British scientists played a major role in developing key technologies and techniques for global legal systems. These tools – such as fingerprint and DNA analysis – reveal relationships between individuals, objects and locations involved in a crime. But, as the importance of forensic science and technology for the legal system continues to increase, there are major concerns about the survival of the institutions engaged in such work and the integrity with which it is used.
Today’s problems may not be of the same magnitude as forensic science failures of the 20th century. For example, at the 1975 trial of the Birmingham Six, forensic science evidence contributed to wrongful convictions for murder. But the crises we are now seeing, especially failures to follow rules to make trials fair and the incorrect reporting of test results, seriously harm peoples’ lives.
The first issue – failure by the prosecution to disclose evidence that might assist an accused person’s defence – threatens the fairness of a trial. Poor disclosure practices have been recognised as a problem by judges and defence lawyers for years. It was highlighted in five reviews between 2011 and 2017. Some people have been wrongly imprisoned due to such failures. And, as the legal system has become more reliant on science and technology disclosure, failures have increasingly resulted from errors when dealing with technical evidence.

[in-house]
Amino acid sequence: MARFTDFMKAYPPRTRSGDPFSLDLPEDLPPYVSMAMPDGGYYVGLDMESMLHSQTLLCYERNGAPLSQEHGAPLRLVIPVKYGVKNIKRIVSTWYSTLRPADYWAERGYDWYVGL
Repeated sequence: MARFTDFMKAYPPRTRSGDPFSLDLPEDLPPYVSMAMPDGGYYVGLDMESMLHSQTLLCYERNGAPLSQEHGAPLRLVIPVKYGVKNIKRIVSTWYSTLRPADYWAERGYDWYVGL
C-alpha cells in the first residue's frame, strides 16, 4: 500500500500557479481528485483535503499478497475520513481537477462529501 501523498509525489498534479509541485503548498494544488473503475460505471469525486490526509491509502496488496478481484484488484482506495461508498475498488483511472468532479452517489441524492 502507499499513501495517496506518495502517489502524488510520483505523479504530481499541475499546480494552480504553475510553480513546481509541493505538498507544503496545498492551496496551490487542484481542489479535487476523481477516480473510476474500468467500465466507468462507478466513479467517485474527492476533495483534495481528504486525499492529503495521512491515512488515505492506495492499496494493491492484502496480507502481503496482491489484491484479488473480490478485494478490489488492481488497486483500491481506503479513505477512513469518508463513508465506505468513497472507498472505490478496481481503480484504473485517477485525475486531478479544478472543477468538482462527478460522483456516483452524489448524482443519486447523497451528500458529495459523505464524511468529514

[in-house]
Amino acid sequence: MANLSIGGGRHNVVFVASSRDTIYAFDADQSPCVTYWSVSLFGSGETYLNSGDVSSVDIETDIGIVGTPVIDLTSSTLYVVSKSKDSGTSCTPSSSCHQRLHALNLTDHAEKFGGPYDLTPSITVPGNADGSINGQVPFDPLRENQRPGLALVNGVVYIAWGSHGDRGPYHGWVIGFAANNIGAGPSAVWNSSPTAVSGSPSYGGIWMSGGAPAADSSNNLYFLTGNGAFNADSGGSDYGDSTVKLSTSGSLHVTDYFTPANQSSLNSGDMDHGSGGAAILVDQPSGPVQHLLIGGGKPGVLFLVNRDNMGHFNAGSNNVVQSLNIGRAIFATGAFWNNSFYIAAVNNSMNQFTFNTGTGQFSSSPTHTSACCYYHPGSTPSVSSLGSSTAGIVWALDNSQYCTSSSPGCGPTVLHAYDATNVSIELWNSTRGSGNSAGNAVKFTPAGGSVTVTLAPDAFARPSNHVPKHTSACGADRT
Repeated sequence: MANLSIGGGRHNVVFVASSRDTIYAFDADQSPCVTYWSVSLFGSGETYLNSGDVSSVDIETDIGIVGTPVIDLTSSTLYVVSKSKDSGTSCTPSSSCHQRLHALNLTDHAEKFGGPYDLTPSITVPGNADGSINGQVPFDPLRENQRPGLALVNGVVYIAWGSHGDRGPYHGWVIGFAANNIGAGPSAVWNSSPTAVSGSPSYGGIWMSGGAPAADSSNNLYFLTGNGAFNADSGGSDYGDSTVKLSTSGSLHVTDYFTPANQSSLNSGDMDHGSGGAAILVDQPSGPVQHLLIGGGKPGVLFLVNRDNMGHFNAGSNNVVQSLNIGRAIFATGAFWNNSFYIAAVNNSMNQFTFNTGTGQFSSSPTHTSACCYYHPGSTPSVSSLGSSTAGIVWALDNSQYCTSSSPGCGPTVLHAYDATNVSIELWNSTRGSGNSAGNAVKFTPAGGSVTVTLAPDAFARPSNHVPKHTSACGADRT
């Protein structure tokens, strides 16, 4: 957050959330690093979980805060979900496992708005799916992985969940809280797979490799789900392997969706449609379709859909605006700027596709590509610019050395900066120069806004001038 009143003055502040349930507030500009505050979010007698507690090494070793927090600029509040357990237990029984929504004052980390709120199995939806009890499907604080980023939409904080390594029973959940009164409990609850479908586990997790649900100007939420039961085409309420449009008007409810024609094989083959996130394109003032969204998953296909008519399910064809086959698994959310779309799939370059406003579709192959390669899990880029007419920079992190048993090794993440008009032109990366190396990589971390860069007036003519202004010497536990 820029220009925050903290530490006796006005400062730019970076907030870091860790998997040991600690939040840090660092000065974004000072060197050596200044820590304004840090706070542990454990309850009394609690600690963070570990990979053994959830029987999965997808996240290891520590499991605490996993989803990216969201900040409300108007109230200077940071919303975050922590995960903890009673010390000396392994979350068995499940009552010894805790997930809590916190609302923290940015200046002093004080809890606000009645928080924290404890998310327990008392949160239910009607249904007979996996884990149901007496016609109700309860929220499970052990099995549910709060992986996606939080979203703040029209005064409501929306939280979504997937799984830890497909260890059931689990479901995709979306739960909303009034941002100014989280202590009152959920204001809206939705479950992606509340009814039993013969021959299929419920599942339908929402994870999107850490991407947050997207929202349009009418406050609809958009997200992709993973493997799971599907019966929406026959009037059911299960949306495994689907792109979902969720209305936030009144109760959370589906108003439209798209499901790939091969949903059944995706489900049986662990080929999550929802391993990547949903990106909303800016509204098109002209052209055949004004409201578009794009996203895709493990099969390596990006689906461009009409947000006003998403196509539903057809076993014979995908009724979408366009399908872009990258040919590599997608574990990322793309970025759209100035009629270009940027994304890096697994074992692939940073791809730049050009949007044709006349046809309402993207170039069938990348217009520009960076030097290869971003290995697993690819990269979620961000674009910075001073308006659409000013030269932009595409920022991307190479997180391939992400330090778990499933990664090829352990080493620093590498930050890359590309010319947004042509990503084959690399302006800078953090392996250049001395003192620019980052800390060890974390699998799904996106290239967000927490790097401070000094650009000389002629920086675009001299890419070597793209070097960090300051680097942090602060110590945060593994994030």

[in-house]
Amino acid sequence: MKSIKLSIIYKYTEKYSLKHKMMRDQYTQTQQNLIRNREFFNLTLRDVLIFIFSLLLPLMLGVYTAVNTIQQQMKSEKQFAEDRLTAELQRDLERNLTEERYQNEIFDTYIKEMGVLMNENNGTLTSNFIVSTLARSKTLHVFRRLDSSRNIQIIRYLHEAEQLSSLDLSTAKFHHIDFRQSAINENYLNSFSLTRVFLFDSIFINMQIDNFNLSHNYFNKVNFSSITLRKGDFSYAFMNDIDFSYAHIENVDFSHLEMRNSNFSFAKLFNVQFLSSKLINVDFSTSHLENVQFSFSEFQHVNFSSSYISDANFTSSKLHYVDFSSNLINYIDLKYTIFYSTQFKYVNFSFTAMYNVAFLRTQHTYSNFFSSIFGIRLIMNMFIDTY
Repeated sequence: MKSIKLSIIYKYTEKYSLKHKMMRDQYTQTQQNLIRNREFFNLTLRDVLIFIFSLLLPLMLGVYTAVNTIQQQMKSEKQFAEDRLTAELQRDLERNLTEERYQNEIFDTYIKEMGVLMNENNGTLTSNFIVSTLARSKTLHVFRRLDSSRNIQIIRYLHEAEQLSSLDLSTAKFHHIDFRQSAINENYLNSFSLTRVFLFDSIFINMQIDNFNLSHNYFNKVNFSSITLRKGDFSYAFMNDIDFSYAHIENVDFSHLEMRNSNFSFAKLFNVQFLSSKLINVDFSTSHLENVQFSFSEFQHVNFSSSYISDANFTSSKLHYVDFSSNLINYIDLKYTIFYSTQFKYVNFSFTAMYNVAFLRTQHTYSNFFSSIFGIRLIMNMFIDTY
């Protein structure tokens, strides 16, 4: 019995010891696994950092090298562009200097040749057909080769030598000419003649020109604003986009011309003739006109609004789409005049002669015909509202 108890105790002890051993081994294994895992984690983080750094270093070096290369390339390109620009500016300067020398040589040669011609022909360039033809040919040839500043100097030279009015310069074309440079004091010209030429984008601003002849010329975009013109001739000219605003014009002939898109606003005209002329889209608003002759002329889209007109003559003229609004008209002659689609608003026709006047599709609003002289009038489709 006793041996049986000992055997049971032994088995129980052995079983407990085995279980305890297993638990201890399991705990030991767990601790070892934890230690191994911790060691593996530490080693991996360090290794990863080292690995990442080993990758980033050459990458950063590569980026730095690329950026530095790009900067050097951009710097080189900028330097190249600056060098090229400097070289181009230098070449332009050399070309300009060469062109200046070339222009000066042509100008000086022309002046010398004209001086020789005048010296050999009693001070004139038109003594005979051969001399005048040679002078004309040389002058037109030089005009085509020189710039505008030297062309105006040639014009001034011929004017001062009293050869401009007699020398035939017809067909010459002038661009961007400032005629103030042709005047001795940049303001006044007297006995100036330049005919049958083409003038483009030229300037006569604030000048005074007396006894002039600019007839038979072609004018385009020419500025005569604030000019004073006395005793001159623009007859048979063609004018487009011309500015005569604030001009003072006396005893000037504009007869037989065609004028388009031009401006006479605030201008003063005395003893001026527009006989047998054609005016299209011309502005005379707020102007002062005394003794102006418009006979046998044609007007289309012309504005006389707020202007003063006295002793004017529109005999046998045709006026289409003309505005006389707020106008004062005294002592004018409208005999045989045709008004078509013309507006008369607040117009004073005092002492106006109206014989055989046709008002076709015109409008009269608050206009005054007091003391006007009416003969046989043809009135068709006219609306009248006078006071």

The widespread ownership and use of digital devices has transformed the scale of the problem. It has been is estimated that an average of 35,000 pages of data can be downloaded from every single mobile device examined by the police. This data requires skilled analysis to identify robust evidence that can be used during a trial. Also, sufficient staff time is needed to be to identify evidence that should be disclosed to defence lawyers.
Problems with this important safeguard – specifically, the failure to reveal information about the incomplete scrutiny of digital devices – resulted in the collapse of a number of cases between December 2017 and spring 2018. Poor record keeping makes it impossible to know exactly how many. But it is clear that this crisis affected a wide range of crimes – although charges of rape and for other serious sexual offences attracted the greatest attention in the media and Parliament.